|2001-2010 United Nations Decade to Roll Back Malaria|
|What Is Malaria? | Malaria in Africa | Malaria in Pregnancy | Insecticide-Treated Mosquito Nets | Children and Malaria | RBM and Complex Emergencies | Epidemic Prediction and Response | Facts on ACTs | Economic Costs of Malaria | Monitoring and Evaluation|
Malaria in Africa
The vast majority of malaria deaths occur in Africa, south of the Sahara, where malaria also presents major obstacles to social and economic development. Malaria has been estimated to cost Africa more than US$ 12 billion every year in lost GDP, even though it could be controlled for a fraction of that sum.
There are at least 300 million acute cases of malaria each year globally, resulting in more than a million deaths. Around 90% of these deaths occur in Africa, mostly in young children. Malaria is Africa's leading cause of under-five mortality (20%) and constitutes 10% of the continent's overall disease burden. It accounts for 40% of public health expenditure, 30-50% of inpatient admissions, and up to 50% of outpatient visits in areas with high malaria transmission.
There are several reasons why Africa bears an overwhelming
proportion of the malaria burden. Most malaria infections in Africa
south of the Sahara are caused by Plasmodium falciparum, the
most severe and life-threatening form of the disease. This region is
also home to the most efficient, and therefore deadly, species of
the mosquitoes which transmit the disease. Moreover, many
countries in Africa lacked the infrastructures and resources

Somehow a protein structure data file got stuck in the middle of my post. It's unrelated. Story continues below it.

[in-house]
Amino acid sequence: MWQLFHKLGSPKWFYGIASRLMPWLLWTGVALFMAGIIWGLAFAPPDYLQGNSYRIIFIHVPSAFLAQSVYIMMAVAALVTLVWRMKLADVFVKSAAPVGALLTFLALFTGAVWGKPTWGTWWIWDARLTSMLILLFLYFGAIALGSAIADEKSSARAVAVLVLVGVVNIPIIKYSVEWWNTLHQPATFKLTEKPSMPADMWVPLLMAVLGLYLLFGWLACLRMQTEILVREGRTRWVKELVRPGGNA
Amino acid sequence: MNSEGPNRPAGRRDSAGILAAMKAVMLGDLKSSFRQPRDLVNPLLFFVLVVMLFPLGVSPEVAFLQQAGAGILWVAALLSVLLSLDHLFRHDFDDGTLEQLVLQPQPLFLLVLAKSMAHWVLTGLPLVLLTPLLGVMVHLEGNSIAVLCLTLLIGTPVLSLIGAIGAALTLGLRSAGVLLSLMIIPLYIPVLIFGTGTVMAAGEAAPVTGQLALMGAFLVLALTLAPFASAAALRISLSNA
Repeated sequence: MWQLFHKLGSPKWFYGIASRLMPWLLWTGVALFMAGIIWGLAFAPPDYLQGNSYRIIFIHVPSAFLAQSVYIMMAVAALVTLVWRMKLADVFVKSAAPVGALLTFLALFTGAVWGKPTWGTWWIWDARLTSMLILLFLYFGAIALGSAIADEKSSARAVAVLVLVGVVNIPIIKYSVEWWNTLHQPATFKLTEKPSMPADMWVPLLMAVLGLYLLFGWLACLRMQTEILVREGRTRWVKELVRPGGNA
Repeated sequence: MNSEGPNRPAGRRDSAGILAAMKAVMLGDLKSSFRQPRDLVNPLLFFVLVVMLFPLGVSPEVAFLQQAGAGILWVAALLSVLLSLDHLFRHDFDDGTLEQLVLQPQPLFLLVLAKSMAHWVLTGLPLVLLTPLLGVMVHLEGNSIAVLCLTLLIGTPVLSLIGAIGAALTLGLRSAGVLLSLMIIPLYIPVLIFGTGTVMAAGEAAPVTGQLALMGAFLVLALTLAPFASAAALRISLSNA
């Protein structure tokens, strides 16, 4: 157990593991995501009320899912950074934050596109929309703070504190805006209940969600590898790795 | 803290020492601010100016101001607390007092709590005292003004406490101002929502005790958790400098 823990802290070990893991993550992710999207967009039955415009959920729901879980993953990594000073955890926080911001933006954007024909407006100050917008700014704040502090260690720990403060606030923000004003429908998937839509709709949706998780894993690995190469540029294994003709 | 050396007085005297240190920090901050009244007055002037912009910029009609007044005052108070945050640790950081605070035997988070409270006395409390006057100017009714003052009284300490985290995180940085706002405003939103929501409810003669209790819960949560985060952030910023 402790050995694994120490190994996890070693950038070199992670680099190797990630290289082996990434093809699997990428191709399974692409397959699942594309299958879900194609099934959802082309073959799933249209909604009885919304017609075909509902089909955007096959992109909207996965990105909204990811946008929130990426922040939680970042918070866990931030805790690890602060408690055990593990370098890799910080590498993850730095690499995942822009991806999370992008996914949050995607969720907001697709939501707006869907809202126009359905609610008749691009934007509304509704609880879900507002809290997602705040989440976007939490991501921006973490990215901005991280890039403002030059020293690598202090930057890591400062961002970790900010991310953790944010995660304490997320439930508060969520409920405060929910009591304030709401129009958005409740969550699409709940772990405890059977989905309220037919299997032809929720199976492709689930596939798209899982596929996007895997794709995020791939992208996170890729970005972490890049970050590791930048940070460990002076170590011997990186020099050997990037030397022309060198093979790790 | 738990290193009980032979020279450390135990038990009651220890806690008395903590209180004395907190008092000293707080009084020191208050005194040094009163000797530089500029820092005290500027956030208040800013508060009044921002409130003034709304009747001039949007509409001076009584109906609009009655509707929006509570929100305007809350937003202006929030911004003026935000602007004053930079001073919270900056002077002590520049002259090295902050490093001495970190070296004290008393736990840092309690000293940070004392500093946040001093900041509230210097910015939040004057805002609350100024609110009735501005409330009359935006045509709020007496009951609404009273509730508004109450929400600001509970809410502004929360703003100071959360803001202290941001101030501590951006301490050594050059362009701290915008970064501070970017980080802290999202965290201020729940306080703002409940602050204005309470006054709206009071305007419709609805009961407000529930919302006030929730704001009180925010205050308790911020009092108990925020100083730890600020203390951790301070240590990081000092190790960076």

necessary to mount sustainable campaigns against malaria and as
a result few benefited from historical efforts to eradicate malaria.
In In Africa today, malaria is understood to be both a disease of poverty and a cause of poverty. Annual economic growth in countries with high malaria transmission has historically been lower than in countries without malaria. Economists believe that malaria is responsible for a growth penalty of up to 1.3%% per year in some African countries. When compounded over the years, this penalty leads to substantial differences in GDP between countries with and without malaria and severely restrains the economic growth of the entire region. Malaria also has a direct impact on Africa's human resources. Not only does malaria result in lost life and lost productivity due to illness and premature death, but malaria also hampers children's schooling and social development through both absenteeism and permanent neurological and other damage associated with severe episodes of the disease.
One of the greatest challenges facing Africa in the fight against malaria is drug resistance. Resistance to chloroquine, the cheapest and most widely used antimalarial, is common throughout Africa (particularly in southern and eastern parts of the continent). Resistance to sulfadoxine-pyrimethamine (SP), often seen as the first and least expensive alternative to chloroquine, is also increasing in east and southern Africa. As a result of these trends, many countries are having to change their treatment policies and use drugs which are more expensive, including combinations of drugs, which it is hoped will slow the development of resistance.